How Come?

ladder_of_inference This past week, the Coaching team at Church Community Builder was brushing up on the Ladder of Inference. The Ladder is a concept that describes how humans make conclusions about our world. For a quick intro, I love this video from Trevor Maber. Recognizing the concept of the Ladder can be helpful in understanding how you or others think, but what about “short circuiting the ladder” as Trevor mentions in the video? I find the best way to diagnose and change your own inferences is to practice asking “How Come?”.

How Come

How did I come to this conclusion? In linguistics we learn that words often elicit specific responses. In this context, the word How elicits a process response in our brain. That is helpful because we want to know the process (the Ladder) I used in getting to my latest opinion, feeling, conclusion, or action. To take the time and think through what led me here can open the door to self awareness. I recommend asking your self How Come several times in sequence and just pay attention to the response you get (from yourself). In fairness, this might be best done in private the first few times or you can raise some eyebrows while talking to yourself.

The other day, I was irritated with my mechanic. I had taken my truck in for service and the result was a large bill, larger than I could afford. At the top of the ladder, I concluded they were an unethical bunch. So, I asked, “How did I get to that conclusion?” With several cycles of that question, I was able to find these Ladders at work:

  • He is unethical. (so, How Come I got there…)
  • He is out to get me, and my money. (so, How Come I got there…)
  • He is recommending some preventive services I don’t think I need. (so, How Come I got there…)
  • I can’t afford this stuff…money is really tight right now.
  • I just never seem to get ahead.
  • I wish I hadn’t spent so much money earlier this year.
  • I have really failed at managing our money.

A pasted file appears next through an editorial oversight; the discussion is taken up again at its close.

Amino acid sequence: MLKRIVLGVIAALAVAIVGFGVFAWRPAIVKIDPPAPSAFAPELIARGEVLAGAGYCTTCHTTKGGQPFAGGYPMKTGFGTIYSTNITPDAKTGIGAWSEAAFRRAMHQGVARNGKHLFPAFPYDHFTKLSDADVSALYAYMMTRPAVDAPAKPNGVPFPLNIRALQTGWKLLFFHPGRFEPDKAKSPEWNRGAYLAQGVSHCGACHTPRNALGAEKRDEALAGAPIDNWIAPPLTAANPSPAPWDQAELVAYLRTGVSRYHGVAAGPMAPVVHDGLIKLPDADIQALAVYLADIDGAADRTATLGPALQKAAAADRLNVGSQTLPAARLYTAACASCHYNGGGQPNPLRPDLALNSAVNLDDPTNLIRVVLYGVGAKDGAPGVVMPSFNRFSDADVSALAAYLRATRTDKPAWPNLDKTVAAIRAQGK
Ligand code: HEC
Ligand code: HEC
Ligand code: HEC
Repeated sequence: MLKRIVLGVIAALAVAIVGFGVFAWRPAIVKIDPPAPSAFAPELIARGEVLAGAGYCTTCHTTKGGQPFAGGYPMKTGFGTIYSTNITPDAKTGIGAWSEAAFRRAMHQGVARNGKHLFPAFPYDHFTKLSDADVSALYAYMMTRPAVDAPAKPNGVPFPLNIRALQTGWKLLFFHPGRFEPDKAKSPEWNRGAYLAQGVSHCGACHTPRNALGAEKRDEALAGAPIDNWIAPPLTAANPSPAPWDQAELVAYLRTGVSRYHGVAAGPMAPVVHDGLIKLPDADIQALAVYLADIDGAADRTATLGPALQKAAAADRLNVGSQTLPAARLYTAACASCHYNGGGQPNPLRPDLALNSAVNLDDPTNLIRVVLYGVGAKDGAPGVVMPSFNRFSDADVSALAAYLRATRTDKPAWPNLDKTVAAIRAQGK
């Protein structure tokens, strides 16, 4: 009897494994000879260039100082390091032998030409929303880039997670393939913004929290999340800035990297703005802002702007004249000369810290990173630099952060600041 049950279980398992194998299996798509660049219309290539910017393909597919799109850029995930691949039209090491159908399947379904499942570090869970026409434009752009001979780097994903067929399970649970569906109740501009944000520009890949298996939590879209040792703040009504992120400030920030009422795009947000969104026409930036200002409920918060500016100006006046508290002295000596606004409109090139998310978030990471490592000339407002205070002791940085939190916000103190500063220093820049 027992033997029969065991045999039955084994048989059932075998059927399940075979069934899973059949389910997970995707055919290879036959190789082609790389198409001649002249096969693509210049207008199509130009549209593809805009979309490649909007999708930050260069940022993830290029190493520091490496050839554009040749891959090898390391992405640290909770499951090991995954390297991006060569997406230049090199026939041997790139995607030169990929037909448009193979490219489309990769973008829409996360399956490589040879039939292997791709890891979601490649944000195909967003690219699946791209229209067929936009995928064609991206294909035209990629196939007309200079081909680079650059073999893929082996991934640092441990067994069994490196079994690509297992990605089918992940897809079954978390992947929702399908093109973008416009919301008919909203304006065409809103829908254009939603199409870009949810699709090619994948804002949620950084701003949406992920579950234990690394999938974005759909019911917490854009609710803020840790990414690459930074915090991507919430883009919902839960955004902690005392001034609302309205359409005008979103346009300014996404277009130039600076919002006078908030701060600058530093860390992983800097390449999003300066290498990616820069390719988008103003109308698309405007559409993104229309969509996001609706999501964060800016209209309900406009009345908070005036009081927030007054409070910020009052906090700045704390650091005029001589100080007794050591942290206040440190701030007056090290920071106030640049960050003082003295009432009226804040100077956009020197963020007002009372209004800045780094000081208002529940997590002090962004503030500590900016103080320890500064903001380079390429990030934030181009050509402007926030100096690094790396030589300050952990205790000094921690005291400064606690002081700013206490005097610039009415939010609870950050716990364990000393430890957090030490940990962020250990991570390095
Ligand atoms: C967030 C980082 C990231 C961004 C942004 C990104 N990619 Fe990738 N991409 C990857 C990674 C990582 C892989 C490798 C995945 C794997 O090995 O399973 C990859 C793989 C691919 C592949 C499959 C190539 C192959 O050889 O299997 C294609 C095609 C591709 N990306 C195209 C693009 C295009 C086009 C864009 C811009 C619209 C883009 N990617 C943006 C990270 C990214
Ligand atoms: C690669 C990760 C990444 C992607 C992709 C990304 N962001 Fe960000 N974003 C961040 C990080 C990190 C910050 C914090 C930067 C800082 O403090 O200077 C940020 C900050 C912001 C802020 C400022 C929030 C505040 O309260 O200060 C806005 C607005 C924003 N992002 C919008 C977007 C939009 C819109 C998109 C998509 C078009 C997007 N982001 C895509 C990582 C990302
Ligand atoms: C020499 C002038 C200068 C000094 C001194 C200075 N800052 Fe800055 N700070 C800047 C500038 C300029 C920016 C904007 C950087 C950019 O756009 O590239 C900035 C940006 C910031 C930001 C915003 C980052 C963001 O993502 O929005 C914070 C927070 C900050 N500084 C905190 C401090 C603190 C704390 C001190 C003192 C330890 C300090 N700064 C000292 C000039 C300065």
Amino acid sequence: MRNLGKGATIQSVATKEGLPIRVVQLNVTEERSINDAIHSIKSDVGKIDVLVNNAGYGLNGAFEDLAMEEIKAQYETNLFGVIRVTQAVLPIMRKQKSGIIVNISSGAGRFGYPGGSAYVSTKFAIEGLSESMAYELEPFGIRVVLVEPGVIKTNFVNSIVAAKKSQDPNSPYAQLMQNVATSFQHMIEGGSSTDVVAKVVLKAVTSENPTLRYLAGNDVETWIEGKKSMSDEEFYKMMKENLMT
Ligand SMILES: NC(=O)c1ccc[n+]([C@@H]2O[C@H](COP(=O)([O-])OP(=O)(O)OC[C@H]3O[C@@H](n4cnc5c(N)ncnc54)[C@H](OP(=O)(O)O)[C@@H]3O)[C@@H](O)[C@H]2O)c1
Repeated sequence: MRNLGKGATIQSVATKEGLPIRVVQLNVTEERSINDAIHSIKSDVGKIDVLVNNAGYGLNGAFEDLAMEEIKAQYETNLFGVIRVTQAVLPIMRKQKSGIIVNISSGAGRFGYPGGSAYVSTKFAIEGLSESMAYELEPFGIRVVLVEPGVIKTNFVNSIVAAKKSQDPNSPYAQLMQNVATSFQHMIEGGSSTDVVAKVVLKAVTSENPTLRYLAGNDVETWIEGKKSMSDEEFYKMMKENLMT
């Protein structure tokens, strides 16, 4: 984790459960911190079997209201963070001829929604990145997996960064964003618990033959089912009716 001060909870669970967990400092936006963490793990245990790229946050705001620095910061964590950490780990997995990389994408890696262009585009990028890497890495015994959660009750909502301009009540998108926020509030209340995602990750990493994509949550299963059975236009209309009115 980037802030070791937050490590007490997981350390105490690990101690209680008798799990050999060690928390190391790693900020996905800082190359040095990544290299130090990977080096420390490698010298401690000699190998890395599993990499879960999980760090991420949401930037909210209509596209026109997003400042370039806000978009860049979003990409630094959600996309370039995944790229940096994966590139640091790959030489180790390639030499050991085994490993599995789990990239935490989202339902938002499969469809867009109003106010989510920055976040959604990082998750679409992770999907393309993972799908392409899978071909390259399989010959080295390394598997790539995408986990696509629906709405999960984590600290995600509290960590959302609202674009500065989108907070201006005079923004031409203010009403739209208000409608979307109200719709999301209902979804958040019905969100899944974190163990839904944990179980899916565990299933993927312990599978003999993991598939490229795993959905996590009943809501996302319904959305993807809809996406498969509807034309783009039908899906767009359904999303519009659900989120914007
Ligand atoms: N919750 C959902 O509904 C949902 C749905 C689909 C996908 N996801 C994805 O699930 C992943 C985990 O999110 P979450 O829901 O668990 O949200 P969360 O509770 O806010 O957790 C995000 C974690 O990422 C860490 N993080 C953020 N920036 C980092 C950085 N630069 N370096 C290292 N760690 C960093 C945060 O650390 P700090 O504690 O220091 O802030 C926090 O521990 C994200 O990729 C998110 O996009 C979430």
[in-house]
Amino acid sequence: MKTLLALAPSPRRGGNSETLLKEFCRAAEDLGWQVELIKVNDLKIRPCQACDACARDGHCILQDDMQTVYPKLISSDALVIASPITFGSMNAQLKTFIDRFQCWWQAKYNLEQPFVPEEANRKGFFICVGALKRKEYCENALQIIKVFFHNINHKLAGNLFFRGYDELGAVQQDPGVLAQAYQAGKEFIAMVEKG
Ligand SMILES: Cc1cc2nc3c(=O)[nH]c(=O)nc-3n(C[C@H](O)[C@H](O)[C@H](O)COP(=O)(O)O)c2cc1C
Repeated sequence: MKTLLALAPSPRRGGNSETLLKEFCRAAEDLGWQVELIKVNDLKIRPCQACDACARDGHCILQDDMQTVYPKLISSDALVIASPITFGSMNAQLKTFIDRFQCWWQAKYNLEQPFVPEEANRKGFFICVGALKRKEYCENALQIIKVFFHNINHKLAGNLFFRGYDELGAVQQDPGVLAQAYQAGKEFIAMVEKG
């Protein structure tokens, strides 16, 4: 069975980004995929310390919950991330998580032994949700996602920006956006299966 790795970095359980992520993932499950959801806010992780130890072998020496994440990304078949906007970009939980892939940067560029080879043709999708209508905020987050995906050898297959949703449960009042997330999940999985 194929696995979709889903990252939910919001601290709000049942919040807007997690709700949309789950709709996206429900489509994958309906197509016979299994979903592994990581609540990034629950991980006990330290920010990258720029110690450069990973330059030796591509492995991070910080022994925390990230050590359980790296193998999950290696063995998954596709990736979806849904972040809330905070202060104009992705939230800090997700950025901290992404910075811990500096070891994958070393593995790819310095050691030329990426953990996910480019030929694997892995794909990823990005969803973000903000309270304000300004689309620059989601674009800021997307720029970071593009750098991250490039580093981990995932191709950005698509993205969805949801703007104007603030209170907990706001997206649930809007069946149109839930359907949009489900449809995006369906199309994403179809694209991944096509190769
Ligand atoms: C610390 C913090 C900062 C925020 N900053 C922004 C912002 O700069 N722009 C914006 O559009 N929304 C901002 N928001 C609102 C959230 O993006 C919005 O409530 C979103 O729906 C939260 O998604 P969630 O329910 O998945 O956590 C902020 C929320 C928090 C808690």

• …and on and on.

Notice here that the top of the Ladder is an attribution about the other guy and his character. Then, as I start to work down my Ladder, that character flaw is reframed to be more about the situation, then eventually about me and my character. The bottom line is I know my mechanic is ethical and trustworthy, and he just touched a nerve in me that triggered my Ladder.

As a result of working myself down the Ladder, I was able to come to a very different opinion about his recommendation, and feel much better about the interaction.

Why not Why

There is a temptation to replace How Come with Why. I would caution against that. Again, back to linguistics. The question Why tends to elicit defensive postures. “Why did you do that?” “Well, because I felt like it.” Recognize the emotional difference if you ask your self, “How did you get to that conclusion?” vs. “Why did you do that?”

Maybe it is just me, and I feel better with explaining the process rather than defending the position.

Your Next Move

Next time you notice you are making a conclusion about the world around you, ask How Come. This is particularly powerful when you are making a judgement about another person. From the video, think of that other driver, the jerk. Talk yourself down the Ladder and give that other person a chance to reveal some extra data.


  1. PatriciaSues

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  2. PatriciaSues

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    • davebair

      Patricia – I am glad you liked it. While the blog doesn’t really have a theme, I expect a lot of commentary on what makes us effective as leaders, and as humans.

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